In just a few weeks time my term of office as County Councillor for Whitwick will come to an end and for the first time in the better part of a decade I will no longer be an elected representative of the people on a highly politicised, district or county council.
As I prepare to step down I’ve been giving a lot of thought to my time as one of your councillors.
I am sure that there are many things I will look back on over the coming weeks with fondness or a wry smile, who knows I may even mention some of them here?
I will remember battles over HS2 and the rail freight interchange near to Castle Donington; I will reminisce about the closure of Snibston Discovery Park and be hopeful for its rebirth in the coming months; I will ponder over the successes of bringing derelict buildings back into use whether that was The Fox and Goose, The Pick and Shovel or in the very near future Coalville’s bus depot.
I hope and believe that as Britain moves out of a decade long economic torpor I stand down, admittedly having played a very minor role, with our district being at the forefront of job creation and new homes. I believe, although others may well disagree, that North West Leicestershire is in a better position than it was at the end of the last decade.
But as I stand down it won’t be all of those initiatives that will be at the forefront of my mind. Let me explain.
A few years ago I was telephoned by a homeowner in my patch who just so happened to have made a planning application. We discussed his plans for some time, I wasn’t on the planning committee at that point, and I told him on a personal level that I didn’t think they should be approved.
The homeowner was incensed and started ranting at me about how the approval of councillors could easily be bought.
It wasn’t the first time that I had had similar comments made to me and I answered in the same way that I always did.
“If you believe that councillors can be bribed so easily then please give me some evidence. There is no room in local democracy for crooks and if you have proof of wrongdoing I will be the first to take the matter further.”
It came as absolutely no surprise to me, and shouldn’t to you, that no evidence was forthcoming. No one who has ever made allegations to me, that this councillor or that officer was ‘on the take’ has ever provided me with one scintilla of proof.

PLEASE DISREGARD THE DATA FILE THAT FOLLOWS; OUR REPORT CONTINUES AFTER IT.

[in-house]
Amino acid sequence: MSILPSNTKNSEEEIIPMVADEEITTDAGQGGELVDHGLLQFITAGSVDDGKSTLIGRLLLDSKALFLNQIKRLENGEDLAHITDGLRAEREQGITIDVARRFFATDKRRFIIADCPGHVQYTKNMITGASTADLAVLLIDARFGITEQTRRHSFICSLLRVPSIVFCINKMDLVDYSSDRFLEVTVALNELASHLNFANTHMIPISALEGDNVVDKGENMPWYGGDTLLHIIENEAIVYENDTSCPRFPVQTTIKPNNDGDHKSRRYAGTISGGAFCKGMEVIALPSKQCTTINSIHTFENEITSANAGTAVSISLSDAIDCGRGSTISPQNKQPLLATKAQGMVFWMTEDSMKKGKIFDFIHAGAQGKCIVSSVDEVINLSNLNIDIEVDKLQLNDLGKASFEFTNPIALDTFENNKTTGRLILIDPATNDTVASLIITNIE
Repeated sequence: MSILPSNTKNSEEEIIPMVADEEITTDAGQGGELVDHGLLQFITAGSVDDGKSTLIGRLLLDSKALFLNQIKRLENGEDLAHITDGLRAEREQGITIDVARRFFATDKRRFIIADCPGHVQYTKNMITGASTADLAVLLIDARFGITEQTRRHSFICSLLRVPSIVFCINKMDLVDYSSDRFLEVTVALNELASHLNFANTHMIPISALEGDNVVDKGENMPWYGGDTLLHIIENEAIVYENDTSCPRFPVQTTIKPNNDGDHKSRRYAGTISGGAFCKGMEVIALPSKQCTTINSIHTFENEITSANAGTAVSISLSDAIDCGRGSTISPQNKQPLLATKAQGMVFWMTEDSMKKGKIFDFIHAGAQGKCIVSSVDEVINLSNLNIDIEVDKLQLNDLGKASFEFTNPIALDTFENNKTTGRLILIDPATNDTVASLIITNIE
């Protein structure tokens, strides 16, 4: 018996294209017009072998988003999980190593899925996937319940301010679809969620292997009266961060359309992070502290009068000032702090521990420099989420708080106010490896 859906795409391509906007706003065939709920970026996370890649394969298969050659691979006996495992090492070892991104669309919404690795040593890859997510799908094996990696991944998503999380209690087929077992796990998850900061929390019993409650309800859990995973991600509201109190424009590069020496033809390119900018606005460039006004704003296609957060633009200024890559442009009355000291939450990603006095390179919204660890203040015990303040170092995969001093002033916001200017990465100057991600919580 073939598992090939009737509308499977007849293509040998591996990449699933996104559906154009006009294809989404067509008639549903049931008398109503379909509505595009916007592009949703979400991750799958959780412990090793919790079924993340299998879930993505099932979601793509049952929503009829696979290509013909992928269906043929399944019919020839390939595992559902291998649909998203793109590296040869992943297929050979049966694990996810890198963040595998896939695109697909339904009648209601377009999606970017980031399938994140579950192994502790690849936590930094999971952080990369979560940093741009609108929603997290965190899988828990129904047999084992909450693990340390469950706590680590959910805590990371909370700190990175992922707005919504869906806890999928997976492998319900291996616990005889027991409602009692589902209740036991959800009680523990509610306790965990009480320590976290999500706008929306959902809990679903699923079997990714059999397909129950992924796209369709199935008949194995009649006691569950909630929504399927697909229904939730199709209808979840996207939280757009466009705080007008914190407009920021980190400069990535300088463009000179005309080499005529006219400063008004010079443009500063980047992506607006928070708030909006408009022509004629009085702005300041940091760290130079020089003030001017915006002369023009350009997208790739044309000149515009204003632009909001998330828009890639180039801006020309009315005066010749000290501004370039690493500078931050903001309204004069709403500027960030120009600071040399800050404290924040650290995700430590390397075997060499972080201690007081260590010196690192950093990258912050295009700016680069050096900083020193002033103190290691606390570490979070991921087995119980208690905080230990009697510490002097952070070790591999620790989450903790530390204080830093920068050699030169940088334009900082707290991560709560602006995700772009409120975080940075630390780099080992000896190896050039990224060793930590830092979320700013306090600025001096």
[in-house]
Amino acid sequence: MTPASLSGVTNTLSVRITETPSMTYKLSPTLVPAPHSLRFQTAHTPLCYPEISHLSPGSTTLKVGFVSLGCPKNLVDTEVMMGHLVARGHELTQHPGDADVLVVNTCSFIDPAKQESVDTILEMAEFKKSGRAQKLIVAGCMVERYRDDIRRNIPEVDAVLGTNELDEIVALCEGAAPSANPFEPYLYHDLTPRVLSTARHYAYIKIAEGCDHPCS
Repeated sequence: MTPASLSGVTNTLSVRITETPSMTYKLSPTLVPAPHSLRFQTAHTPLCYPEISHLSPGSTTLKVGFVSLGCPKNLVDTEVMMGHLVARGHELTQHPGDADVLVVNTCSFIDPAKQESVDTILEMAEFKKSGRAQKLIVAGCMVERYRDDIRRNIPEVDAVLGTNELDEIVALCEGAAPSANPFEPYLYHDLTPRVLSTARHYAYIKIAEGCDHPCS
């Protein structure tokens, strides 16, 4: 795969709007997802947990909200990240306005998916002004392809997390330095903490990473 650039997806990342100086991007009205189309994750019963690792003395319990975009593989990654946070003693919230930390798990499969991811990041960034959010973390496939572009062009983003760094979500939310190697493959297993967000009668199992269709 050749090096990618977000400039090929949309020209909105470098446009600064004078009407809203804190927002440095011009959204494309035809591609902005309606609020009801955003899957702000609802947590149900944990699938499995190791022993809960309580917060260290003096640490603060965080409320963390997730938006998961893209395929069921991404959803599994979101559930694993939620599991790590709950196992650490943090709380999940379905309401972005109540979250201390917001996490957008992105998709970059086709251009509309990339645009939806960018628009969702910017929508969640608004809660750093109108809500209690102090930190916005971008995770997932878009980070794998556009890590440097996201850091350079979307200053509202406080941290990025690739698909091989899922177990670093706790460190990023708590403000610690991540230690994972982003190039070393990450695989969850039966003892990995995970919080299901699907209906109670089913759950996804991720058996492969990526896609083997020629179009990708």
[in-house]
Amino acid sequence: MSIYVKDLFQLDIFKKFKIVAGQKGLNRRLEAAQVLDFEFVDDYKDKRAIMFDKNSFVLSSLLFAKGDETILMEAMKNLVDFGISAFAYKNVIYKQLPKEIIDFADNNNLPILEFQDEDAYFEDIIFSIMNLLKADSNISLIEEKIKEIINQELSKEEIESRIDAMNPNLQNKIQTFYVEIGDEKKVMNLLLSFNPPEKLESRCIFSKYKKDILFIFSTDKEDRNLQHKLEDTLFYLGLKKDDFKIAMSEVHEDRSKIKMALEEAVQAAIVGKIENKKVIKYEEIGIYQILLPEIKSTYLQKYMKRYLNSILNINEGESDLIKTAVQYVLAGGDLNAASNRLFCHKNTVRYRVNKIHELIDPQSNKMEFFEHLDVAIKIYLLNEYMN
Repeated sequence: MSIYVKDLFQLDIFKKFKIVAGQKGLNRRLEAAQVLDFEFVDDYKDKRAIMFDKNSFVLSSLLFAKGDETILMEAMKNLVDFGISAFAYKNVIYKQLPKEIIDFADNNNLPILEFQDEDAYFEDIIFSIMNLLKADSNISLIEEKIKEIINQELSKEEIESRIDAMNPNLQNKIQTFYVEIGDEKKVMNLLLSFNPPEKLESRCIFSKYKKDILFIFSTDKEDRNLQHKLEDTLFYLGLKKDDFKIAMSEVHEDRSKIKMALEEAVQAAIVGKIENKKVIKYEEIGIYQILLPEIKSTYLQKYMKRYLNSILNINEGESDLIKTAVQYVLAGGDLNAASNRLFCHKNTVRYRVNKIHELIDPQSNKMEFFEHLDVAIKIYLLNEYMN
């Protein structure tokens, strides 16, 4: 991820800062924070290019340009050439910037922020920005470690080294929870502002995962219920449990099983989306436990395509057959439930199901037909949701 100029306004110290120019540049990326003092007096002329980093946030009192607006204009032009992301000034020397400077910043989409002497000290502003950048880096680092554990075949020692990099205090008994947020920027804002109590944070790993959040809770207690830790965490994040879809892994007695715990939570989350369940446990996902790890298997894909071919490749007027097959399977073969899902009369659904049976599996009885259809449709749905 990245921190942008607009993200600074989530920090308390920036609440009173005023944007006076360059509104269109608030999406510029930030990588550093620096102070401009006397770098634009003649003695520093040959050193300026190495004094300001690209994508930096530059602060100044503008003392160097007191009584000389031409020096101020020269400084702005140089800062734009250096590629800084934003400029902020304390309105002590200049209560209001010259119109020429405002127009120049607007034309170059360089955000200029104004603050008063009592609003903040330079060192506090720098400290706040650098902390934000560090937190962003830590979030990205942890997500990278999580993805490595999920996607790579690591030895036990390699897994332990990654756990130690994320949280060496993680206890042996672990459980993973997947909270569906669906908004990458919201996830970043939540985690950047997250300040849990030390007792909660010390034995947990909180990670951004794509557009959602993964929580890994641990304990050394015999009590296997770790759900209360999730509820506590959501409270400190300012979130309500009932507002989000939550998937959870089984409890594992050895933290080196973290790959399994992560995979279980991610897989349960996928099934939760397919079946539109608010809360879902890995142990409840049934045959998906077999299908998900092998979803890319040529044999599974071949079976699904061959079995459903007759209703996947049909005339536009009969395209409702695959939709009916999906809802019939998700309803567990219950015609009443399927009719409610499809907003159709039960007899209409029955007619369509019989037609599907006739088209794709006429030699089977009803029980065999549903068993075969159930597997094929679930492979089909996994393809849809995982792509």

All of which brings me to my main point.
Most people don’t know who their elected representatives are; a few will have heard of them.
When you don’t know someone it is far easier to question their motives, I’ve heard it done many times.
But as someone who knows all of the elected representatives on our district and county councils I would like to make an observation.
There are many councillors with whom I have had disagreements; there are even a very small number I don’t really like (it’s OK the feeling is probably mutual); but I would stake my reputation that the vast, vast majority of those seeking election to the County Council in a few weeks time are doing it for the right reasons.
Most councillors are hugely public spirited, they want to make their communities better places to live.
The vast majority of any party aren’t doing it ‘for the allowances’ but because they want to drive change; they’re even prepared to put up with public ridicule to deliver it. Do you know how scary it can be to knock on someone’s door and ask for their vote?
So in a few weeks time when you go to the polling station to cast your vote please do stop and think for a minute. You may disagree with the candidate or their manifesto; you may think that some of them are stark raving bonkers (a few are); but please don’t for one minute think they are standing for election to pocket a few quid.
Over the past years I’ve been fortunate to work with some amazing councillors of all parties; by and large we are very lucky to have the public spirited elected representatives that we do.
I really do wish that those who are so ready to insinuate about how poor our councillors are really took the time to get to know them.